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Living classroom teaches kids about the environment

May 7, 2018

We build so many exciting projects, it’s difficult to pick favourites, but the Discovery Garden at Wellington’s Botanic Gardens definitely holds a special place in our hearts. Designed as a living classroom to teach kids about our natural world, the Garden opened in late 2017.

We caught up with Garden Manager David Sole from Wellington City Council to hear how the Discovery Garden is going and to understand WCC’s drivers for undertaking the project.

What was the driver for creating the Discovery Garden?

Botanic gardens around the world are moving more towards conservation and sustainability, and we wanted to become part of that. The Discovery Garden is designed as an educational tool to teach children about the natural environment.

It was also about taking the Garden back to its roots. The original Botanic Gardens had a teaching garden back in the late 1880’s, so in a way we have sort of come full circle.

Why is it important to teach kids about the natural world?

Plants are the foundation of everything: without plants there is no life.

As society becomes more intensely urbanised our connection to nature can easily be lost. Gardens like this help children make that connection between plants and the world around them.

When kids buy cereal or fruit and vegetables in the supermarket, they need to know where that food comes from…the Discovery Garden helps make that connection. The four elements in the Garden (Food, Fibre, Medicine and Construction) are designed to teach children about the millions of uses of plants in a practical way.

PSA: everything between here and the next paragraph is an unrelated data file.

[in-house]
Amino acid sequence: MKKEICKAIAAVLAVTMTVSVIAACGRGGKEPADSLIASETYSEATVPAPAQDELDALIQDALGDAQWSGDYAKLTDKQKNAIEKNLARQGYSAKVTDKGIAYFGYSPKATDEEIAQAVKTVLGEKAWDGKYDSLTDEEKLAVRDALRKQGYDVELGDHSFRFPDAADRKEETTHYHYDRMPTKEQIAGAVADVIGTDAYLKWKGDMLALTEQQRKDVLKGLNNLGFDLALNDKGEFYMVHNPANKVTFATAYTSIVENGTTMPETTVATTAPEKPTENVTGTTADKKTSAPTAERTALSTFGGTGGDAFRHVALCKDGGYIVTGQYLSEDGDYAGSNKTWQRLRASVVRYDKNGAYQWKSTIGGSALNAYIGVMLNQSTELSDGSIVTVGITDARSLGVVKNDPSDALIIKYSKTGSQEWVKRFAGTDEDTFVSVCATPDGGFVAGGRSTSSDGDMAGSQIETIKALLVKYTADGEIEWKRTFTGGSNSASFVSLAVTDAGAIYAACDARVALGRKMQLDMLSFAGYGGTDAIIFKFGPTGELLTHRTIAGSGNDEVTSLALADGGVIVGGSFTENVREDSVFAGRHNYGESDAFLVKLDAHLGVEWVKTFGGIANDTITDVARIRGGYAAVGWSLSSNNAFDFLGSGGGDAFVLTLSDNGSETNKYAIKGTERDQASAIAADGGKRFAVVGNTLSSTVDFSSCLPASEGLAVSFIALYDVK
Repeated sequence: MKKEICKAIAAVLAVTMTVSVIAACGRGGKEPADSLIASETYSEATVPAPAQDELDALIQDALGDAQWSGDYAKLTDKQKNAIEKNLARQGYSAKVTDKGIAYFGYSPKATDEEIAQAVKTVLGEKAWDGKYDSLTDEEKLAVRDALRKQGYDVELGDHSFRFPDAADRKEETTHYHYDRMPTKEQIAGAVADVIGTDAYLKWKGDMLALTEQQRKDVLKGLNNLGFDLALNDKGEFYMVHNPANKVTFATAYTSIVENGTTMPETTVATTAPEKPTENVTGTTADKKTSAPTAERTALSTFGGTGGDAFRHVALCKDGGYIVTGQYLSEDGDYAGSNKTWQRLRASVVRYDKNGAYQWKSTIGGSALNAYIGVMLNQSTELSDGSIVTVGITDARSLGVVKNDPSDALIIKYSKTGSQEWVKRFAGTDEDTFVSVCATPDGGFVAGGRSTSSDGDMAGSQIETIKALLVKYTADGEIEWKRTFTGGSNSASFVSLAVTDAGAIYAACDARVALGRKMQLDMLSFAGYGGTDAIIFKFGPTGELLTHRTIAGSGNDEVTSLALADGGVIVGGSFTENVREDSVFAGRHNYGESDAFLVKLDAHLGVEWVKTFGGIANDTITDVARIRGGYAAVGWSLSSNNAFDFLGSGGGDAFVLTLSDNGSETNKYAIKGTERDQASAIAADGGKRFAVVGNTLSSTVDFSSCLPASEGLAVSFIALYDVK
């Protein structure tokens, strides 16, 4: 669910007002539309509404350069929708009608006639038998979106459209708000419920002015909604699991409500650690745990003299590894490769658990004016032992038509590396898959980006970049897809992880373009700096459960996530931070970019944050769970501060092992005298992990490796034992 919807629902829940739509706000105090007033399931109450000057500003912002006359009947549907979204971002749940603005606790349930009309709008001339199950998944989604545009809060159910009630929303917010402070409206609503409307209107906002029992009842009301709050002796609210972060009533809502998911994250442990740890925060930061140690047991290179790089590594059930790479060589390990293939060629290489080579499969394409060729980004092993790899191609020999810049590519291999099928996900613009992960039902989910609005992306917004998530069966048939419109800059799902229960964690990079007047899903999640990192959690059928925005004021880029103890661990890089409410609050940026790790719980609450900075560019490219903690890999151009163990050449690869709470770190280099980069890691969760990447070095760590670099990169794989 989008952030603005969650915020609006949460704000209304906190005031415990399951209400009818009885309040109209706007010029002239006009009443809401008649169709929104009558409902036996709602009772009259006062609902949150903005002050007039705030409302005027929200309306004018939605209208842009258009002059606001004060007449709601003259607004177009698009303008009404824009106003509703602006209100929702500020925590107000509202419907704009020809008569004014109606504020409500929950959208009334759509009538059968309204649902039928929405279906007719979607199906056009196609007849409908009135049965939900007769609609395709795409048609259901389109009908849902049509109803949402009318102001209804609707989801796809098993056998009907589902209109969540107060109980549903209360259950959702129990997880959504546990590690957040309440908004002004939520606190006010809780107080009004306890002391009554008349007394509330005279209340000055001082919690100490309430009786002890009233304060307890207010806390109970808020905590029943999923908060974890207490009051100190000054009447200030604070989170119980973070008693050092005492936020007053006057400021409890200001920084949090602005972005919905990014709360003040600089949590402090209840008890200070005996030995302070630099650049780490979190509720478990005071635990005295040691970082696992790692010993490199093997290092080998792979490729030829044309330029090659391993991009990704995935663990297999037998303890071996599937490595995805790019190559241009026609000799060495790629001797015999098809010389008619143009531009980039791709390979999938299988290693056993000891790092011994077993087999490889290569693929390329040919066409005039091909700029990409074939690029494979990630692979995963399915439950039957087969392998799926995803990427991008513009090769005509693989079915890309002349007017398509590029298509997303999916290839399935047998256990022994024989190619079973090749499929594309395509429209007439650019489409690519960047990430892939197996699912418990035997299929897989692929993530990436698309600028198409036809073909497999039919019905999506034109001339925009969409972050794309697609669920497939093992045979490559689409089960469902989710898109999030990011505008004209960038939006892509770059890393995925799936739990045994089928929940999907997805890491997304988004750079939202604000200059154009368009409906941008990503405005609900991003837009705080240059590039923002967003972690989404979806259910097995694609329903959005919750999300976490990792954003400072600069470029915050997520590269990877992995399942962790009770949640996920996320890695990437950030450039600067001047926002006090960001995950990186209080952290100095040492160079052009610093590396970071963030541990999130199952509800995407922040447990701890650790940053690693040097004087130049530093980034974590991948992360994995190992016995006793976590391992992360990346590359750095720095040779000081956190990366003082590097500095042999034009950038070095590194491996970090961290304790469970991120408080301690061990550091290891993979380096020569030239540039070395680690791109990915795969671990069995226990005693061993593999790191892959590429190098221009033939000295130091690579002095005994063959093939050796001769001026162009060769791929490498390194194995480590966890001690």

Is the garden delivering the outcomes that you were seeking?

This is the first major development in the Botanic Gardens since 1996 and we’re really proud of how it has turned out, and the contribution it is making to environmental education right across the city.

What has been the feedback from children?

So far it’s been great, we’re still refining and developing our programmes but we have already had several thousand children participate in the holiday and schools programme and the feedback from both has been really positive. As one child said “They built all of this for us?”, which really shows how much children are enjoying visiting the garden.

How was Maycroft as a construction partner?

Great, they really went the extra mile on this project.

What are your future aspirations for the garden?

The Discovery Garden will encourage children and families to recognise our dependence on plants and where the plants come from. They will become the advocates in our cities for plants and for nature which contribute to our health and well being, our quality of life to our urban ecosystems and towards sustainability. Children are the future of our cities. They will take forward and articulate the message and mantra of “Think global - act local”.

Photo Credit: Justine Hall, Wellington City Council


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